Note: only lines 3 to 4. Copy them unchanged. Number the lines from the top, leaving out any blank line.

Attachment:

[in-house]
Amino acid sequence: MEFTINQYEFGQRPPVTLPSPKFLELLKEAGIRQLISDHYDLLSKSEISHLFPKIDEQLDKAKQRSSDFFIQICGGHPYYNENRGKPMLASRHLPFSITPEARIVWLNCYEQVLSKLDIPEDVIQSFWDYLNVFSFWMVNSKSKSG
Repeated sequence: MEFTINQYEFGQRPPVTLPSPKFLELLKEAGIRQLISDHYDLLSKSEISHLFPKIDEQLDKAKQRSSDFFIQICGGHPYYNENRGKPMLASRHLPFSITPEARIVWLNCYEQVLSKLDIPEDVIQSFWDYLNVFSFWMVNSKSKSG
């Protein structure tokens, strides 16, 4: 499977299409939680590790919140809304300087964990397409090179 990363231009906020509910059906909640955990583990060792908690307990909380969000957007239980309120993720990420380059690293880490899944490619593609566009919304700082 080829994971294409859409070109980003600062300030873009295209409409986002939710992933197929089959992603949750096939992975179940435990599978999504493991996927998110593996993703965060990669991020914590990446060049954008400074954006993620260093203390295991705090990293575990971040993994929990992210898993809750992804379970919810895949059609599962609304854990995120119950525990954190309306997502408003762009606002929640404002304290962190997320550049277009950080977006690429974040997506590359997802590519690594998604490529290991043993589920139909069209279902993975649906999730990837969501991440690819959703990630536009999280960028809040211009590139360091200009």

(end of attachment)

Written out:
Repeated sequence: MEFTINQYEFGQRPPVTLPSPKFLELLKEAGIRQLISDHYDLLSKSEISHLFPKIDEQLDKAKQRSSDFFIQICGGHPYYNENRGKPMLASRHLPFSITPEARIVWLNCYEQVLSKLDIPEDVIQSFWDYLNVFSFWMVNSKSKSG
């Protein structure tokens, strides 16, 4: 499977299409939680590790919140809304300087964990397409090179 990363231009906020509910059906909640955990583990060792908690307990909380969000957007239980309120993720990420380059690293880490899944490619593609566009919304700082 080829994971294409859409070109980003600062300030873009295209409409986002939710992933197929089959992603949750096939992975179940435990599978999504493991996927998110593996993703965060990669991020914590990446060049954008400074954006993620260093203390295991705090990293575990971040993994929990992210898993809750992804379970919810895949059609599962609304854990995120119950525990954190309306997502408003762009606002929640404002304290962190997320550049277009950080977006690429974040997506590359997802590519690594998604490529290991043993589920139909069209279902993975649906999730990837969501991440690819959703990630536009999280960028809040211009590139360091200009």